The Arduino Mini is a small microcontroller board originally based on the ATmega168, but now supplied with the ATmega328 (datasheet), intended for use on breadboards and when space is at a premium. It has 14 digital input/output pins (of which 6 can be used as PWM outputs), 8 analog inputs, and a 16 MHz crystal oscillator. It can be programmed with the USB Serial adapter or other USB or RS232 to TTL serial adapter.
The new Mini (revision 05) has a new package for the ATmega328, which enables all components to be on the top of the board. It also has an onboard reset button. The new version has the same pin configuration as revision 04.
Warning: Don't power the Arduino mini with more than 9 volts, or plug the power in backwards: you'll probably kill it.
|Operating Voltage||5 V|
|Input Voltage||7-9 V|
|Digital I/O Pins||14 (of which 6 provide PWM output)|
|Analog Input Pins||8 (of which 4 are broken out onto pins)|
|DC Current per I/O Pin||40 mA|
|Flash Memory||32 KB (of which 2 KB used by bootloader)|
|Clock Speed||16 MHz|
The ATmega328 on the Arduino Mini comes preburned with a bootloader that allows you to upload new code to it without the use of an in-system-programmer. The bootloader communicates using the original STK500 protocol (reference, C header files).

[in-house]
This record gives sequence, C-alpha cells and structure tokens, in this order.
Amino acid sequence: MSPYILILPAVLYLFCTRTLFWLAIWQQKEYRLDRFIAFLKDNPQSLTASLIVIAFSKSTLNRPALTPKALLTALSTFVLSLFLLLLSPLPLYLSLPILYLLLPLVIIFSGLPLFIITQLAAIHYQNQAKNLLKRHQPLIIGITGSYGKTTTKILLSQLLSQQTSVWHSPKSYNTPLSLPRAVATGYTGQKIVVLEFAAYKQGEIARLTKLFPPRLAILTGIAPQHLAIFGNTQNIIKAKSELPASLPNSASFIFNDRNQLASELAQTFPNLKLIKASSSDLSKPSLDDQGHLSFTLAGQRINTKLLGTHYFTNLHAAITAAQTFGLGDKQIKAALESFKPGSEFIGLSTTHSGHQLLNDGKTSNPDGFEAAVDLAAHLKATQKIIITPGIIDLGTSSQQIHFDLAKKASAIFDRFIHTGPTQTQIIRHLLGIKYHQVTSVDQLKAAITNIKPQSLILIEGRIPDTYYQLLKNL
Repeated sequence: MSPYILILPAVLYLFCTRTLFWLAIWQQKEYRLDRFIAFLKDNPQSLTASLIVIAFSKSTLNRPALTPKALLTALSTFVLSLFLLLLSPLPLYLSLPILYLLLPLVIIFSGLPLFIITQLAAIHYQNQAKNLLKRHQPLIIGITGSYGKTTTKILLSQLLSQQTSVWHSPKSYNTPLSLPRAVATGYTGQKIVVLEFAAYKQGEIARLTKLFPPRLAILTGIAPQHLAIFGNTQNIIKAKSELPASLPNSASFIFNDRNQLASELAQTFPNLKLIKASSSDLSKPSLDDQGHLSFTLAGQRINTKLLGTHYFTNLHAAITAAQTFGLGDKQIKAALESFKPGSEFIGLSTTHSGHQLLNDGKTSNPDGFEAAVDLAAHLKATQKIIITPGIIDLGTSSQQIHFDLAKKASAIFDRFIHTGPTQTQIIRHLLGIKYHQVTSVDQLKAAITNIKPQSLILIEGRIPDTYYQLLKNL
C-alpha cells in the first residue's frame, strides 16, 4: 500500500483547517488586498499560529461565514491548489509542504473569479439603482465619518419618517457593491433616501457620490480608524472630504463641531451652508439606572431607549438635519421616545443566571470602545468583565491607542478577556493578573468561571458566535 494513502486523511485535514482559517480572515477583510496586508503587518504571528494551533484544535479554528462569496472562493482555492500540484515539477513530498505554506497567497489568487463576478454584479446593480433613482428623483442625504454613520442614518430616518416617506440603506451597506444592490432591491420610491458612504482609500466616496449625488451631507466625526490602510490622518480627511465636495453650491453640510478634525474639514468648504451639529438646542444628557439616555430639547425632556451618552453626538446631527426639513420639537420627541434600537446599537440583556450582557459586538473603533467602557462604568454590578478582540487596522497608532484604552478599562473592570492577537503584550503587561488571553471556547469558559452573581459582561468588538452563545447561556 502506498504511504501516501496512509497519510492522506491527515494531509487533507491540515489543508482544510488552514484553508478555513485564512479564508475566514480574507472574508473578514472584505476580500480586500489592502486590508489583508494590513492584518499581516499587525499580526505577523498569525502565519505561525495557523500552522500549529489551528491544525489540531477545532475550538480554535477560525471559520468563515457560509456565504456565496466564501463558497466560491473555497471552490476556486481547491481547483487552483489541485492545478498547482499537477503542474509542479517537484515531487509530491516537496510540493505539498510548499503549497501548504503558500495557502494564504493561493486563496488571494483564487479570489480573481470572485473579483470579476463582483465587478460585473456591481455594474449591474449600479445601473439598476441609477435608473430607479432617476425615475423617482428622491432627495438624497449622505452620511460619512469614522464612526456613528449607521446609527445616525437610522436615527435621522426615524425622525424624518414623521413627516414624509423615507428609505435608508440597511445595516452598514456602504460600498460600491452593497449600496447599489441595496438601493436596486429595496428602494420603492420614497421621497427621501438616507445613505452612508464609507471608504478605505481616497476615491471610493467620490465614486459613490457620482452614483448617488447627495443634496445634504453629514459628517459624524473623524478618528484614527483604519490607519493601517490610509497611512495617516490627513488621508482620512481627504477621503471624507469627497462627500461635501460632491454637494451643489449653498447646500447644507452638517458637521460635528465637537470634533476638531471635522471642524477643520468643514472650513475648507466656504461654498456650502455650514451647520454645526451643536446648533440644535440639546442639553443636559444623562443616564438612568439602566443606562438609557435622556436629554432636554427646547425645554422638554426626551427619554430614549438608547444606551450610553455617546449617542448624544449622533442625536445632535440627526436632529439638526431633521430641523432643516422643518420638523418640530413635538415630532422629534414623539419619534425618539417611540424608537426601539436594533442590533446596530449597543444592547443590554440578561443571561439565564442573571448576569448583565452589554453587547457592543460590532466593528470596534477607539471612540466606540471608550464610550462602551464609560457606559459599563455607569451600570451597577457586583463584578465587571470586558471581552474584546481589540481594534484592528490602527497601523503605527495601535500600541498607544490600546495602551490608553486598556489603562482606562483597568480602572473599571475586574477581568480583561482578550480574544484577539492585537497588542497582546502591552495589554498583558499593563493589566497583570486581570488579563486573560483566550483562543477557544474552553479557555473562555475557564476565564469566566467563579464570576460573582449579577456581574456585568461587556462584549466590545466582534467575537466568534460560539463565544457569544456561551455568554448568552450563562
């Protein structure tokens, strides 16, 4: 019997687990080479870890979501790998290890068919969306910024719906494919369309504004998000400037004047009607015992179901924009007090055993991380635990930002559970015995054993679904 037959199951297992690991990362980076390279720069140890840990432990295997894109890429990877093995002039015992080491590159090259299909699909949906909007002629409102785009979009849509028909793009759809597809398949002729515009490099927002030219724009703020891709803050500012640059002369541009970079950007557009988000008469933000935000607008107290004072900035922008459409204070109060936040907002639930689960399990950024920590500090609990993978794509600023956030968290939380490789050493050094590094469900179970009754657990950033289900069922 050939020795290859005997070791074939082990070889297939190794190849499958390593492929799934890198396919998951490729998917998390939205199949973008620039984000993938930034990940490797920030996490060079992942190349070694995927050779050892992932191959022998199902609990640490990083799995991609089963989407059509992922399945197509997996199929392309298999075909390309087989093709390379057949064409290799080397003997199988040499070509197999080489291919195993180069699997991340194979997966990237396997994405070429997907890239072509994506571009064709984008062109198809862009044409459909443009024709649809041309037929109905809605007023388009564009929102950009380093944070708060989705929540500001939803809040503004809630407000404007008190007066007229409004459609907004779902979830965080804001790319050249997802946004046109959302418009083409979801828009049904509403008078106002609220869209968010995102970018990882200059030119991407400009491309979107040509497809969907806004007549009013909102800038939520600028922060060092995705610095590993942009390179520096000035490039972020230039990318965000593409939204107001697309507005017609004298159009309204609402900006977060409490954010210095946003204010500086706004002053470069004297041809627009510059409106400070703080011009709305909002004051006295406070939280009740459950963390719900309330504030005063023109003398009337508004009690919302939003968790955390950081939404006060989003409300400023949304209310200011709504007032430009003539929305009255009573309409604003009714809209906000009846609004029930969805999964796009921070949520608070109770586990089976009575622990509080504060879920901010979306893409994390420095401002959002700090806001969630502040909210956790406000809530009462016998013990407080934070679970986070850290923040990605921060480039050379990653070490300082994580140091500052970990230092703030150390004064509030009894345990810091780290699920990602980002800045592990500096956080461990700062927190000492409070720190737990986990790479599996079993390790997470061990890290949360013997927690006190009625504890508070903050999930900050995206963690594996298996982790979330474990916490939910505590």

You can also bypass the bootloader and program the ATmega328 with ICSP (In-Circuit Serial Programming); see the page on bootloading the Mini for information on wiring up an ICSP header to the Mini and the programmer for instructions on using a programmer to upload a sketch.
Each of the 14 digital pins on the Mini can be used as an input or output. They operate at 5 volts. Each pin can provide or receive a maximum of 40 mA and has an internal pull-up resistor (disconnected by default) of 20-50 kOhms. Pins 3, 5, 6, 9, 10, and 11 can provide PWM output; for details see the analogWrite() function. If anything besides the Mini USB (or other) adapter is connected to pins 0 and 1, it will interfere with the USB communication, preventing new code from being uploaded or other communication with the computer.
The Mini has 8 analog inputs, each of which provide 10 bits of resolution (i.e. 1024 different values). Inputs 0 to 3 are broken out onto pins; input 4 to 7 require soldering into the provided holes. By default the analog inputs measure from ground to 5 volts, though is it possible to change the upper end of their range using the AREF pin and some low-level code.
See also the mapping between Arduino pins and ATmega168/328 ports.